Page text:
Things to dissect and see: longus colli dorsalis

September 15, 2011

Okay, special dissection post, coming to you live from the Symposium¬† of Vertebrate Palaeontology and Comparative Anatomy in Lyme Regis, on the Jurassic coast of England, well past my bedtime. First, check out this comment from Neil and see the linked image of some neck muscles in the anhinga. Here’s a small version I’m swiping. There are a couple of short, single-segment muscles shown, but the big long ones in this image are longus colli ventralis (on the ‘front’ or ‘bottom’ of the neck) and longus colli dorsalis (on the ‘back’ or ‘top’).

Now, grok these photos of the same dorsal muscle. Or muscle group, if you prefer. Note that in all cases shown here and in the link–anhinga, rhea, and turkey–the muscle inserts on the anterior cervical vertebrae, and not on the skull.

In Rhea:

In Meleagris (turkey):

The rhea was dissected by Vanessa back at Western a couple of weeks ago, the turkey by me on Mike’s dining room table on Monday. Full story to follow…at some point.

In the meantime, go buy your own turkey and cut up its neck. It’s cheap and you’ll learn a ton.

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4 Responses to “Things to dissect and see: longus colli dorsalis”

  1. ScottH Says:

    Very nice dissection. I miss doing those.

  2. Matt Wedel Says:

    Thanks for the kind words.

    One of the points of this post, and several upcoming posts, is that no one needs to miss doing dissections. Almost all of the awesome stuff I’ve shown in the rhea neck is also visible in a turkey neck, and I reckon just about everyone has access to one of those, or will soon with Thanksgiving and Christmas coming. If you’re lucky enough to live near a butcher or carniceria, you can often get the neck without buying the whole turkey.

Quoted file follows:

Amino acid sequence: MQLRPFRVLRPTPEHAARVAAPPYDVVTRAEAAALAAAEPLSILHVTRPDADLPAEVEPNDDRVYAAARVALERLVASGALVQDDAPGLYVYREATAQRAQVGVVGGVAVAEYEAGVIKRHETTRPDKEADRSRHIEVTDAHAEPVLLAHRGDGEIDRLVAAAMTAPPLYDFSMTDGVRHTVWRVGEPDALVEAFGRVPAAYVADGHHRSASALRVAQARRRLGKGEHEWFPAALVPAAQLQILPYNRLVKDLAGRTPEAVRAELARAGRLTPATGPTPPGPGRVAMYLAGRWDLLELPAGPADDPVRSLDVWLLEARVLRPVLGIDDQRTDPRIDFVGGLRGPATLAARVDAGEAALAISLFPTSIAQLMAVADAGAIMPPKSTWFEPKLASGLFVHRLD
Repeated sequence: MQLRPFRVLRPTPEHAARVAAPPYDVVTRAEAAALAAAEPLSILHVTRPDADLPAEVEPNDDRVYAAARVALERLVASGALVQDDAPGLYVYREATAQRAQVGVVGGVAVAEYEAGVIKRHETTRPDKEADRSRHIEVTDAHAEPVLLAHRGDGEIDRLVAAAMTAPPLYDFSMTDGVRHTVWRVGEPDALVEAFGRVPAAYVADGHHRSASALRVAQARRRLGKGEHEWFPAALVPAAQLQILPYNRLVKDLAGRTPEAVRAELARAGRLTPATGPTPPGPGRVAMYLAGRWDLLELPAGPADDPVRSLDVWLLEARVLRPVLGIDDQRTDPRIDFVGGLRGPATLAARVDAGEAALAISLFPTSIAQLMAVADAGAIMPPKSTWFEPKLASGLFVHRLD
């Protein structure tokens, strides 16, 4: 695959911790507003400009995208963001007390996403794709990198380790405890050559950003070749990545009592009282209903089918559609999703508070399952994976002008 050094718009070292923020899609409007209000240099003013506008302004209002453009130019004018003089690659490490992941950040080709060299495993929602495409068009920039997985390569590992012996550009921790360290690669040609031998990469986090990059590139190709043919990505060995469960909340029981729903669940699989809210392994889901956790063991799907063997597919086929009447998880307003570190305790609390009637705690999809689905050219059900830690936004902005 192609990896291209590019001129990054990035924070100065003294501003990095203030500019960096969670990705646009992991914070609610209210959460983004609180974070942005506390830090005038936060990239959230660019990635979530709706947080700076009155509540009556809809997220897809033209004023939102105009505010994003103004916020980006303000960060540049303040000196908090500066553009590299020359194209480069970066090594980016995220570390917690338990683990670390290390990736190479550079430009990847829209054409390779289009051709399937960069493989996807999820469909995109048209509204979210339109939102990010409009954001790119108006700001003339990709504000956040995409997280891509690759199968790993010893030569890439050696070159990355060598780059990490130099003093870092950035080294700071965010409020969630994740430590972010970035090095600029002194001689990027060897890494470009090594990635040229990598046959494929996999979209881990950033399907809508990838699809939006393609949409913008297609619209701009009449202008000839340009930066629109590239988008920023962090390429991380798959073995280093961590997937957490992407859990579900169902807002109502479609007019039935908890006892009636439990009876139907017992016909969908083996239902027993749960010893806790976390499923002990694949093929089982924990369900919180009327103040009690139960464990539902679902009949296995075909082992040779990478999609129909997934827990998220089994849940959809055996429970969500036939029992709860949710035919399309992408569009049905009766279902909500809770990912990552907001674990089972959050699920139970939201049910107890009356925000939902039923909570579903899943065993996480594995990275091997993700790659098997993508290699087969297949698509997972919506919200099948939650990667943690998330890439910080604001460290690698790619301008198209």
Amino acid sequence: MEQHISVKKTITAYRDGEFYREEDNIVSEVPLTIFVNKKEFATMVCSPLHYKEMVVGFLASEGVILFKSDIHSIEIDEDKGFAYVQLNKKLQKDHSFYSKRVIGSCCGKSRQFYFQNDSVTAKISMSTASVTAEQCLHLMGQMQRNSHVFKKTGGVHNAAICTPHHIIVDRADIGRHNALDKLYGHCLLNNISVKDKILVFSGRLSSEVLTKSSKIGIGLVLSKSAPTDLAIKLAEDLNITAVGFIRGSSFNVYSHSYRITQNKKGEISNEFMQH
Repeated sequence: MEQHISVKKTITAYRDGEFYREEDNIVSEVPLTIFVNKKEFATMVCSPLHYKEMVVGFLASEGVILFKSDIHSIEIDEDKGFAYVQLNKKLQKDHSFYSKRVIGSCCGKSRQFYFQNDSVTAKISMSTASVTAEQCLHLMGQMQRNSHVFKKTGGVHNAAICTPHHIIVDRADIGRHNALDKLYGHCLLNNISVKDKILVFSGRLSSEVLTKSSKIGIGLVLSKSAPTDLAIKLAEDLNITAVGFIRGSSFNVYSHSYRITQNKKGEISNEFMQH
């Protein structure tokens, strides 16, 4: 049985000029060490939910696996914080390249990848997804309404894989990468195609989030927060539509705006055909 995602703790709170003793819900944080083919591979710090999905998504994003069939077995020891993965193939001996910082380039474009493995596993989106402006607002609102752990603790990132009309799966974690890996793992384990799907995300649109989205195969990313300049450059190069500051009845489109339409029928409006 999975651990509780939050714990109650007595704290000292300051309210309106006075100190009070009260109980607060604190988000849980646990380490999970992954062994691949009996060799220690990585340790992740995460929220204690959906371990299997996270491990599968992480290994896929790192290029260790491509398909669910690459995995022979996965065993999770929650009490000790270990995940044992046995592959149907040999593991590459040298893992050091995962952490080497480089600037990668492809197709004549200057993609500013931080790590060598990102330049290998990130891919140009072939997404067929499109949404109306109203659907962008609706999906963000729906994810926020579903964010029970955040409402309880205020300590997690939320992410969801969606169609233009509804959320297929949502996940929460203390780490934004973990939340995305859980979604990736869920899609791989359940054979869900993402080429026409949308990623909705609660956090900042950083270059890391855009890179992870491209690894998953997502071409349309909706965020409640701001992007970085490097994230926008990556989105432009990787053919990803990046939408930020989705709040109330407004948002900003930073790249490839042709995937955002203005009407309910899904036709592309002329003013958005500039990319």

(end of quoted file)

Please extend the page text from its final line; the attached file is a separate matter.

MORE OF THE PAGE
Of course all of this stuff is in chickens, too, and they’re even more widely available, but they’re so small that it’s sometimes hard to make things out. Turkeys hit a sweet spot between size and availability.

    Stay tuned for more cool turkey pictures soon.

  3. Scott H Says:

    I agree with everything you wrote – but I’ve already dissected several turkeys, an ostrich neck, and a rhea neck. Alas, I didn’t document it as well photographically at the time (some of them were 15 years ago, before the age of DSLRs).

    Not that I wouldn’t do more, but I don’t have an immediate need to do another turkey. So I’m just nostalgic for the time period when I had lots of animals to put under the dissecting knife.

    Still, this is an excellent series, and more people should definitely do dissections.


  4. [...] of the fanned-out longus colli dorsalis muscles in a turkey neck was the raison d’etre for this post, and turned up again with different muscles labeled in one of the recent Apatosaurus maquette [...]


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